Sit-Down Dinner at Mauna Kea Beach Hotel Kicks off Hawaii Food & Wine Festival
Chefs and foodies alike celebrated the return of Hawaiʻi Food & Wine Festival at Mauna Kea Beach Hotel, Autograph Collection, on Friday, Oct. 1.
Approximately 140 people attended a sit-down dinner at the resort’s luau grounds for the festival’s first event, Pele and Poliʻahu. Treated to a six-course meal, the menu offered a variety of local cuisine.
The COVID-19 pandemic forced festival founders to cancel the event in 2020. However, they were able to bring it back for its 11th year on a smaller scale. On Friday evening, CEO and Co-founder of the event Denise Yamaguchi said she felt this year’s festival remained true to its mission in spotlighting local agriculture and promoting sustainability.
“We’ve always been committed to that,” Yamaguchi said. “When we talk about Hawaiʻi, we want it represented in the right way.”
The pandemic, Yamaguchi said, brought a focus to the festival of mālama ʻāina (caring for the land). By doing this, they decided to partner with nonprofits that put an emphasis on caring for the land and the Hawaiian people.
The festival’s events kicked off with chefs from across the nation learning about the cultural significance of kalo (taro). To do this, the five chefs visited the five-acre taro patch Kapapa Loʻi o Kealiʻikuaʻāina in Waipiʻo Valley. The patch is owned and operated by the nonprofit Kū A Kanaka.
“Being able to slow it (festival) down and take a deeper dive in showcasing sustainability and culture meant a lot,” she said. “We’re very happy with how it turned out.”
Chef Michael Ginor presented the evening’s third dish, “Torchon of Hudson Valley Foie Gras.”
Ginor has participated in the festival since its inception. This year was different in the fact the COVID-19 pandemic continues to loom over everything, forcing last-minute adaptations.
Originally, Ginor said he was scheduled to create a dish for a walk-around event for 500 guests. It was whittled down to a sit-down dinner for 140.
What makes the Hawaiʻi Food and Wine Festival special is not just the location, but the founders, Roy and Denise Yamaguchi, Ginor said, adding they find different ways to engage the chefs with the Hawaiian culture.
“Coming to Hawaiʻi is a huge cultural and educational experience,” the chef said.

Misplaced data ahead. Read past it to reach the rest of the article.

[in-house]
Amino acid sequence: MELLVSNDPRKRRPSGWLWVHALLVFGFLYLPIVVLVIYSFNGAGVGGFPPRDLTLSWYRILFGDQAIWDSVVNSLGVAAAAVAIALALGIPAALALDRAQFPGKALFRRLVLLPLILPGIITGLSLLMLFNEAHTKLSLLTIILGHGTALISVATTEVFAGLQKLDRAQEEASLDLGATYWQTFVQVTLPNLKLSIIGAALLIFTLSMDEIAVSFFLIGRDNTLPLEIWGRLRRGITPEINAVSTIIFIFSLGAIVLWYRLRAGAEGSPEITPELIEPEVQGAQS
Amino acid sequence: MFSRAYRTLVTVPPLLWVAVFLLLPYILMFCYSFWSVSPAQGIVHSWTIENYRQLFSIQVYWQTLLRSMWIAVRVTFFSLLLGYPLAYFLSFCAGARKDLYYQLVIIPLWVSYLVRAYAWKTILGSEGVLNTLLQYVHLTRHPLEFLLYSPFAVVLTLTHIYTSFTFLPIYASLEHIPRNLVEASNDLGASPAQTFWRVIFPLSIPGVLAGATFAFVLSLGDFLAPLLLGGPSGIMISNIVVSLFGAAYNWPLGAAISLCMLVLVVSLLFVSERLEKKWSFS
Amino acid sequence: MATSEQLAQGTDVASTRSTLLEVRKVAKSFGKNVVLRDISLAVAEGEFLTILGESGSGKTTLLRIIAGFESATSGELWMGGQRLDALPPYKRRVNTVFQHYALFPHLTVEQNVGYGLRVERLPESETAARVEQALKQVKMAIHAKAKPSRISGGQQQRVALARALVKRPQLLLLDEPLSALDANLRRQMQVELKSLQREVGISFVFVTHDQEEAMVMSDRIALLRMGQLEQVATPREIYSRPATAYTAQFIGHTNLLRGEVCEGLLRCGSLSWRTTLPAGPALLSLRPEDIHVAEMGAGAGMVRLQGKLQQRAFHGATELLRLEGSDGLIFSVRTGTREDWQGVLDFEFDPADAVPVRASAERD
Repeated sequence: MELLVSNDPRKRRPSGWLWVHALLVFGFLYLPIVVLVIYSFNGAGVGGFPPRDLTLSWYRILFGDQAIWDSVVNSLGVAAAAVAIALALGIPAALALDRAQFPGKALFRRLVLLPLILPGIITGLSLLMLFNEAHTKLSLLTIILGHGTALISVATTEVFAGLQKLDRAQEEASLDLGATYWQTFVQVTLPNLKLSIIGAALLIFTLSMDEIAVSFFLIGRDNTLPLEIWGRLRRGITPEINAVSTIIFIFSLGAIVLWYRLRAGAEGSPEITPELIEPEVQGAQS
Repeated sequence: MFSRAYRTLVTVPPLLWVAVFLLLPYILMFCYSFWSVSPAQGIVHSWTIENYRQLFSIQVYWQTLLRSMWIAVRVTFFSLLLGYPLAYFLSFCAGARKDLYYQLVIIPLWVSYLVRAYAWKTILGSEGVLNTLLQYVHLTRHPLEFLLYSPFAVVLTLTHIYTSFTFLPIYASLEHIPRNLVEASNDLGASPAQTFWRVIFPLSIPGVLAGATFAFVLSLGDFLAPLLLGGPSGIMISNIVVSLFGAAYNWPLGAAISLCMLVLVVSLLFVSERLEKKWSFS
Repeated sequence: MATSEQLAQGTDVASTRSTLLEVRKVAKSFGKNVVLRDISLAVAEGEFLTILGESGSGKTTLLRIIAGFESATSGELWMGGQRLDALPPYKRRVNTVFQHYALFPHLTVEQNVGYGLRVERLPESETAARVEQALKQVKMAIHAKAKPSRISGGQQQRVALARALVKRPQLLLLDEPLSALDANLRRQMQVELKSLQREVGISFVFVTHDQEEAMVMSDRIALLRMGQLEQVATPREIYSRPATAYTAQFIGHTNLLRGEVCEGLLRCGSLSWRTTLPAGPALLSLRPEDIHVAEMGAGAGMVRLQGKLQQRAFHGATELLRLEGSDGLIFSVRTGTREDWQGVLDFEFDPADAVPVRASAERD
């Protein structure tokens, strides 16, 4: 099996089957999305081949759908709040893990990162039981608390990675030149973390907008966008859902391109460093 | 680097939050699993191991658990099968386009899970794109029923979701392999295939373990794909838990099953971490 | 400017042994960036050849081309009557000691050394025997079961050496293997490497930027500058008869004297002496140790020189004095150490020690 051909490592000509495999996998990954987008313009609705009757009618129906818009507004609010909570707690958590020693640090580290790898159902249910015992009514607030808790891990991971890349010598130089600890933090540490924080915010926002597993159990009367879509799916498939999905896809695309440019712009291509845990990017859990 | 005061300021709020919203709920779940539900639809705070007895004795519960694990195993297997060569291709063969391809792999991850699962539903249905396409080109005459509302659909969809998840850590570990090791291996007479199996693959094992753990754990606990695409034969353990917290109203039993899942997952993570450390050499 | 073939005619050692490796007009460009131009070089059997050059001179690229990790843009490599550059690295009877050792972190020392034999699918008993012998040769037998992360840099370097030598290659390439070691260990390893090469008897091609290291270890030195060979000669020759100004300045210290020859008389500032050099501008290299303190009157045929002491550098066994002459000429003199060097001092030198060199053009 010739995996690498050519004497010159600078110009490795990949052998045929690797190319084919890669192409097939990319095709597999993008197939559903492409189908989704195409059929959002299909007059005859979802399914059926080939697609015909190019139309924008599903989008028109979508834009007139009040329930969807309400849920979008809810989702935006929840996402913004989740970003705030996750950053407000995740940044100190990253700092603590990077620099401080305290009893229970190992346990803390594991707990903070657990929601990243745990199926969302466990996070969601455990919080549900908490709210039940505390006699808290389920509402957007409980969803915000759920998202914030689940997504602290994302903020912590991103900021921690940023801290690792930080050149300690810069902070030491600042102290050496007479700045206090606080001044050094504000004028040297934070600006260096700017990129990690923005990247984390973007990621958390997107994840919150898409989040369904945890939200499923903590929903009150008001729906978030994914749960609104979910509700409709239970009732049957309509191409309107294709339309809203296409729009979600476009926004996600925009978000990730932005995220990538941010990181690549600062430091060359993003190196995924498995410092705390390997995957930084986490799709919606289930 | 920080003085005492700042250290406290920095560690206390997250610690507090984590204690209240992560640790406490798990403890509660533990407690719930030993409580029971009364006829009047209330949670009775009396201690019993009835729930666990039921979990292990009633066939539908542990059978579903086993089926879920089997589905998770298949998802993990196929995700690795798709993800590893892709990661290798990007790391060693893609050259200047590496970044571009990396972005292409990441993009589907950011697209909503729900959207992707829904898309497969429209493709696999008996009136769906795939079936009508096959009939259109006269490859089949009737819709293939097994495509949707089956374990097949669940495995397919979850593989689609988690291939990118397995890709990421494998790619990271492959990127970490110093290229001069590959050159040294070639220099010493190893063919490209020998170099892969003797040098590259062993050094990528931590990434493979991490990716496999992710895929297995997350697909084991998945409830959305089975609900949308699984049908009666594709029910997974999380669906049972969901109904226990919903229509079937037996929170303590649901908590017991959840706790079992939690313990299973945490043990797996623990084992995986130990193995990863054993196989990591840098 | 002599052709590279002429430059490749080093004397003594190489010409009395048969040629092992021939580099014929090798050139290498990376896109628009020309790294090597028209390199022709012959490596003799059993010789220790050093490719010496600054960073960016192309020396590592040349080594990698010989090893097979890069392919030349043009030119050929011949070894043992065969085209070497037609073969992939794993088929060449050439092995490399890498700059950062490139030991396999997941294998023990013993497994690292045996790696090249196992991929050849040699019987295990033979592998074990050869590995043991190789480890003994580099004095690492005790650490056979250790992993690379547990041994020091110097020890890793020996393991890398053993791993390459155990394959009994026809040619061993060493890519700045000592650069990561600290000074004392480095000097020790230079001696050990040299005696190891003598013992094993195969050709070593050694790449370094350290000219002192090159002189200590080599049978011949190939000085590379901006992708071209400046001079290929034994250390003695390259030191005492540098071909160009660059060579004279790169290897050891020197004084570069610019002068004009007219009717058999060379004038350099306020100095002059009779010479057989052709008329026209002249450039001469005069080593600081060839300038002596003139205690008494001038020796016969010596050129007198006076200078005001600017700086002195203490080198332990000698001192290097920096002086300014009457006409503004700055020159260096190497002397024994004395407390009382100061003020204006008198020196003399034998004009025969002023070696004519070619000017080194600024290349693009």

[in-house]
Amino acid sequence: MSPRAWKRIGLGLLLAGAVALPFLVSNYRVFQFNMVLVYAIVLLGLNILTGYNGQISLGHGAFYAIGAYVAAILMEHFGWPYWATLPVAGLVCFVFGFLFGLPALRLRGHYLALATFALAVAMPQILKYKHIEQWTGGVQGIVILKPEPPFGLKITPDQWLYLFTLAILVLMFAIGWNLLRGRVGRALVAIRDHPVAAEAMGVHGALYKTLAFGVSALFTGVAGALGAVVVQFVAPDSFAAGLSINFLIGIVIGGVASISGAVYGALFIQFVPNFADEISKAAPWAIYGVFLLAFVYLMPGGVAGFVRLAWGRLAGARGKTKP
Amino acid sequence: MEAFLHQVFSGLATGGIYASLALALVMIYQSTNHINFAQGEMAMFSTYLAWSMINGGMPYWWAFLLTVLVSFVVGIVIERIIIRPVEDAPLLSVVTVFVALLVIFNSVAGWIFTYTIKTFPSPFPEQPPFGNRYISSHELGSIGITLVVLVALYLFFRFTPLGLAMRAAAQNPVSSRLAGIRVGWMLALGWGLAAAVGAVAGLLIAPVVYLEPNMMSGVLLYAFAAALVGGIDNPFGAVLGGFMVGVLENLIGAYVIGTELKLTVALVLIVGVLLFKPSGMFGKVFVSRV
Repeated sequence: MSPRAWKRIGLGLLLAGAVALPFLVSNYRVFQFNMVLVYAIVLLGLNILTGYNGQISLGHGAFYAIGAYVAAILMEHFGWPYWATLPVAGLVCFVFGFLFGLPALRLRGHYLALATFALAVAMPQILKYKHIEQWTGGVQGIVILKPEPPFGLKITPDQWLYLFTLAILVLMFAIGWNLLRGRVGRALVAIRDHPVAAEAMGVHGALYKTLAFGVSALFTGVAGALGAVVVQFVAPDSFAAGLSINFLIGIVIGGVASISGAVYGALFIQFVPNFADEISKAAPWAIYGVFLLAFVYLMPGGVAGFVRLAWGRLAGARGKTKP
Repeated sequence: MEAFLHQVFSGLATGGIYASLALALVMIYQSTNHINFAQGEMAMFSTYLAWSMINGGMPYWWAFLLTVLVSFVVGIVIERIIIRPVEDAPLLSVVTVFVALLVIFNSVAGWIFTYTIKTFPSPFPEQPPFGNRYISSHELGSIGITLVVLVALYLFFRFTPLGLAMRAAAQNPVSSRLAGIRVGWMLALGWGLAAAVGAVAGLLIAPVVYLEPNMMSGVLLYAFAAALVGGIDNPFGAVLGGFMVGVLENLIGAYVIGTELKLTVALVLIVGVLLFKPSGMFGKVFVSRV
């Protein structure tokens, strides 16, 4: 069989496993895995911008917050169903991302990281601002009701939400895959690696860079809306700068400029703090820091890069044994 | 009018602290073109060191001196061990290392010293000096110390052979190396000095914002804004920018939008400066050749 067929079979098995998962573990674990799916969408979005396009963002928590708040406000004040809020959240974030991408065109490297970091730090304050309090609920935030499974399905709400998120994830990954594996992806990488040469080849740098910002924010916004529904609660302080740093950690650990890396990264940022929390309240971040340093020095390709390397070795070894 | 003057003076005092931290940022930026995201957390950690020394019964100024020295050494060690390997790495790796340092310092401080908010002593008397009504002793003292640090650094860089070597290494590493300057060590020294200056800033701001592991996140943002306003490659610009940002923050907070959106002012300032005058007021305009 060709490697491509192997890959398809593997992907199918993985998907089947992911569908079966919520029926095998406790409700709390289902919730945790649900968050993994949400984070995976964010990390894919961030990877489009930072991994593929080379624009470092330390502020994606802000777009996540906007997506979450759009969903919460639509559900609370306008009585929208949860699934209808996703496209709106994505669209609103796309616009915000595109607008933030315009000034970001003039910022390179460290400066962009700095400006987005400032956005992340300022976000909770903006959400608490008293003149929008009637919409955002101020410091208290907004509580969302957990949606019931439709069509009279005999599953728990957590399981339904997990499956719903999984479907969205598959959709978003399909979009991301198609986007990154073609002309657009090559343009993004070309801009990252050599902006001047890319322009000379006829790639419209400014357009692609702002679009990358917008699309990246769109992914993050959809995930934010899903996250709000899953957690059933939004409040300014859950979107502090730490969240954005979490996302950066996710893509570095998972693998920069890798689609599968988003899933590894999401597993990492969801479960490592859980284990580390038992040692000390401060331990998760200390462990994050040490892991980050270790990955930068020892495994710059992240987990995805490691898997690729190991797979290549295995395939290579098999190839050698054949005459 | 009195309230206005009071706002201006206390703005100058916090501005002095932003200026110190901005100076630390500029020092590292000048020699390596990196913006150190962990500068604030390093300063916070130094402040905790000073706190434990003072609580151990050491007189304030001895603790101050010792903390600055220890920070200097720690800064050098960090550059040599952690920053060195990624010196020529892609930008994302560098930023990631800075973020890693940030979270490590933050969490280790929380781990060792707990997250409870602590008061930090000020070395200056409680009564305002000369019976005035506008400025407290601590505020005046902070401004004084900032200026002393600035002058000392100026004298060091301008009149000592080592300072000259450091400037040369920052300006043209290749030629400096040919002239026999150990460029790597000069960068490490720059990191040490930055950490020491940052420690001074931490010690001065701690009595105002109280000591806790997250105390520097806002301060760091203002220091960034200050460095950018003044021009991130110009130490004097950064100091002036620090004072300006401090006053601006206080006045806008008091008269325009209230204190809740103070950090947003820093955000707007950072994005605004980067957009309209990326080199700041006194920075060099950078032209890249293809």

Ginor said it’s unique for a food festival to get past five years. He attributes the success of the event to the co-founders.
“These events allow us to interact with each other,” Ginor said. “It allows us to come together and share thoughts and ideas.”
At the end of the night, the chefs were brought up and introduced to the dinner party. Chef Robert Del Grande, of Houston, Texas, created the second dish of the evening, Hawaiian Octopus.
This was his 10th year attending the festival. When he comes to the annual event, he said, he likes to marry his Southwest cuisine to Hawaiʻi’s.
Like Ginor, he was also excited the festival was rescheduled, amid the looming pandemic.
“When things are difficult, it’s always good to come home,” Del Grande said, adding, “Every time I come here, I feel like I’m coming home.”
Chef Jason Neroni, from Venice, Calif., has attended the festival for five years now. He created the night’s fourth dish, BBQ Hawaiian Prawns.
“It’s a pleasure and honor to come to Hawaiʻi and show what we can do,” Neroni said.
The California chef believes the Hawaiʻi Food & Wine Festival is one of the best food festivals in the world.
“Back home, it’s become a tradition to come here with our family,” Neroni said.
Chef Edward Lee, of Louisville, Ky., delivered the fifth dish of Beef Kalbi Jjim with Taro and Hōio. This was his first time at the festival.
“I haven’t taken a vacation in a year and a half; I’m here and I may never leave,” Lee said.
The festival organizers abided by the stateʻs COVID-19 health and safety guidelines put out by local and state officials.
Two local chefs also participated in the event. Ryan Brannigan, chef for Manta at Mauna Kea Beach Hotel, presented the first dish that focused on Hawaiian kanpachi and Kona abalone.
The final dish was a dessert and created by Michael Moorehouse, chef for Mauna Kea Resort. Guests were treated to a Citrus Pavlova.
Officials said guest safety was a top priority as well as being mindful of audience sentiment, particularly with Gov. David Ige’s new extension of restrictions on Friday.
Click here for schedule of events throughout the festival.